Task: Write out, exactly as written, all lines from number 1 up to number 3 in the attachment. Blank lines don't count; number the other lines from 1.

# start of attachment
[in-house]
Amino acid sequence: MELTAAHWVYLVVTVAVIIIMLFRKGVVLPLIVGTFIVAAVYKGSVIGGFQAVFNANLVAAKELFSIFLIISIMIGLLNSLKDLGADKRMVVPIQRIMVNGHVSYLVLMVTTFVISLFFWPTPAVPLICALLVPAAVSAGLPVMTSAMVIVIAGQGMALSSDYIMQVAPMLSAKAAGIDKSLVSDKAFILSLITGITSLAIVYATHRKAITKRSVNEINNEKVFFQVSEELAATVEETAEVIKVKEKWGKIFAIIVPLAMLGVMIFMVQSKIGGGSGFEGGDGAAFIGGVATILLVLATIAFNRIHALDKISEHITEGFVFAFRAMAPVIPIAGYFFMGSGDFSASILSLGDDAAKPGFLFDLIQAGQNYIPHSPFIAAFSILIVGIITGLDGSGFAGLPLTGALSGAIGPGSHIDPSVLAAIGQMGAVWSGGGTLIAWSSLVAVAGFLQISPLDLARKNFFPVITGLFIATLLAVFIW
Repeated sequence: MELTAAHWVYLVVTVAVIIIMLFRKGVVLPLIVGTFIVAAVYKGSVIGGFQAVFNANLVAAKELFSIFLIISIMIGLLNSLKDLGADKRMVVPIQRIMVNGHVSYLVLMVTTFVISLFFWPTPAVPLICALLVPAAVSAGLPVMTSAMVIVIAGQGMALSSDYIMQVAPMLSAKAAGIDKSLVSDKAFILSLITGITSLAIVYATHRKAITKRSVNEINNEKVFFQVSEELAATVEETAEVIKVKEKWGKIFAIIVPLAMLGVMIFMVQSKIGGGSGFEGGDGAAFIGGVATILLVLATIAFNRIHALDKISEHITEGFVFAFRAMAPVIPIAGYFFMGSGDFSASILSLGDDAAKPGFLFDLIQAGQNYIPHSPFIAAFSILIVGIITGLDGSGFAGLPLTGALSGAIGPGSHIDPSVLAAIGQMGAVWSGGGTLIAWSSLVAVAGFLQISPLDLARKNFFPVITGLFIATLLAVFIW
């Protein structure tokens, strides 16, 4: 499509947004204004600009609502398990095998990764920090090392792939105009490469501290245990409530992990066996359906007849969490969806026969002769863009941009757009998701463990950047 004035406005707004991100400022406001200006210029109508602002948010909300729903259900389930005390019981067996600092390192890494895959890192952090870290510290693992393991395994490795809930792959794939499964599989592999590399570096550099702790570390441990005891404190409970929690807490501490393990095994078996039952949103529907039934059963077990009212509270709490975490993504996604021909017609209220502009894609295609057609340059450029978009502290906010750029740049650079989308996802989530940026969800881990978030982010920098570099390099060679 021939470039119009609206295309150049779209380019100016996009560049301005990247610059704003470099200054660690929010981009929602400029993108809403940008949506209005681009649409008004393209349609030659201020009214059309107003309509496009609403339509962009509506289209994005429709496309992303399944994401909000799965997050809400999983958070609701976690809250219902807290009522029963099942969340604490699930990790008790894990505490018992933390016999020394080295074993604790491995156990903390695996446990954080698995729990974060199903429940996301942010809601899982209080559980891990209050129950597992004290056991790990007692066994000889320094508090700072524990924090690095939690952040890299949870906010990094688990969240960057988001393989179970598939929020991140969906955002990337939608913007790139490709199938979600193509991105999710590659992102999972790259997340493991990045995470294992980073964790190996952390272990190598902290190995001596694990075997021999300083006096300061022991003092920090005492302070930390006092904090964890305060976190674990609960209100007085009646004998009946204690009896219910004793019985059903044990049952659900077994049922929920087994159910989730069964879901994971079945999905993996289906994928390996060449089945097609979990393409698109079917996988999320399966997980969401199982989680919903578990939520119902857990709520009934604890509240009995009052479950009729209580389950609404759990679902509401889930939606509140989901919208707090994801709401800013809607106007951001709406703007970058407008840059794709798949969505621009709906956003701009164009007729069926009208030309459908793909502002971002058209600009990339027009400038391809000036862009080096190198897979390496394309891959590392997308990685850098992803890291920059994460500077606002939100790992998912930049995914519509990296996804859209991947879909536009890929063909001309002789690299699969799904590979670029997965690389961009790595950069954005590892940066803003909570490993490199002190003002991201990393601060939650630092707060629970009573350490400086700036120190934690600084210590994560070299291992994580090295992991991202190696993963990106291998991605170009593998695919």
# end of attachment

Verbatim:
[in-house]
Amino acid sequence: MELTAAHWVYLVVTVAVIIIMLFRKGVVLPLIVGTFIVAAVYKGSVIGGFQAVFNANLVAAKELFSIFLIISIMIGLLNSLKDLGADKRMVVPIQRIMVNGHVSYLVLMVTTFVISLFFWPTPAVPLICALLVPAAVSAGLPVMTSAMVIVIAGQGMALSSDYIMQVAPMLSAKAAGIDKSLVSDKAFILSLITGITSLAIVYATHRKAITKRSVNEINNEKVFFQVSEELAATVEETAEVIKVKEKWGKIFAIIVPLAMLGVMIFMVQSKIGGGSGFEGGDGAAFIGGVATILLVLATIAFNRIHALDKISEHITEGFVFAFRAMAPVIPIAGYFFMGSGDFSASILSLGDDAAKPGFLFDLIQAGQNYIPHSPFIAAFSILIVGIITGLDGSGFAGLPLTGALSGAIGPGSHIDPSVLAAIGQMGAVWSGGGTLIAWSSLVAVAGFLQISPLDLARKNFFPVITGLFIATLLAVFIW
Repeated sequence: MELTAAHWVYLVVTVAVIIIMLFRKGVVLPLIVGTFIVAAVYKGSVIGGFQAVFNANLVAAKELFSIFLIISIMIGLLNSLKDLGADKRMVVPIQRIMVNGHVSYLVLMVTTFVISLFFWPTPAVPLICALLVPAAVSAGLPVMTSAMVIVIAGQGMALSSDYIMQVAPMLSAKAAGIDKSLVSDKAFILSLITGITSLAIVYATHRKAITKRSVNEINNEKVFFQVSEELAATVEETAEVIKVKEKWGKIFAIIVPLAMLGVMIFMVQSKIGGGSGFEGGDGAAFIGGVATILLVLATIAFNRIHALDKISEHITEGFVFAFRAMAPVIPIAGYFFMGSGDFSASILSLGDDAAKPGFLFDLIQAGQNYIPHSPFIAAFSILIVGIITGLDGSGFAGLPLTGALSGAIGPGSHIDPSVLAAIGQMGAVWSGGGTLIAWSSLVAVAGFLQISPLDLARKNFFPVITGLFIATLLAVFIW